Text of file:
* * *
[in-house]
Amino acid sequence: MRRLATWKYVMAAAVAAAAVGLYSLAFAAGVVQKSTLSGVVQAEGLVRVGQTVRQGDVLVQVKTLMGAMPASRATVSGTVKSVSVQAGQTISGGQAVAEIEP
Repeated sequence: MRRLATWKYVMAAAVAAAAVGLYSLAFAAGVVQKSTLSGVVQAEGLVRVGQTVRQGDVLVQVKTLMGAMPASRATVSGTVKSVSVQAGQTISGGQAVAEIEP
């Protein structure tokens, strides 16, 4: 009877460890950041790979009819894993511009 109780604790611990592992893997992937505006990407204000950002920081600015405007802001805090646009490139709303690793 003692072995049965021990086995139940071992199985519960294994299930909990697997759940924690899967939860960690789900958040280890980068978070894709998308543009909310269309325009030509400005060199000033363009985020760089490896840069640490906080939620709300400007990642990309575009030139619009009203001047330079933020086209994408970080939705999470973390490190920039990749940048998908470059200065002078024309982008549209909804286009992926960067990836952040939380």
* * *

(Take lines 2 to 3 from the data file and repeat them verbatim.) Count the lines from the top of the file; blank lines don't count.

Amino acid sequence: MRRLATWKYVMAAAVAAAAVGLYSLAFAAGVVQKSTLSGVVQAEGLVRVGQTVRQGDVLVQVKTLMGAMPASRATVSGTVKSVSVQAGQTISGGQAVAEIEP
Repeated sequence: MRRLATWKYVMAAAVAAAAVGLYSLAFAAGVVQKSTLSGVVQAEGLVRVGQTVRQGDVLVQVKTLMGAMPASRATVSGTVKSVSVQAGQTISGGQAVAEIEP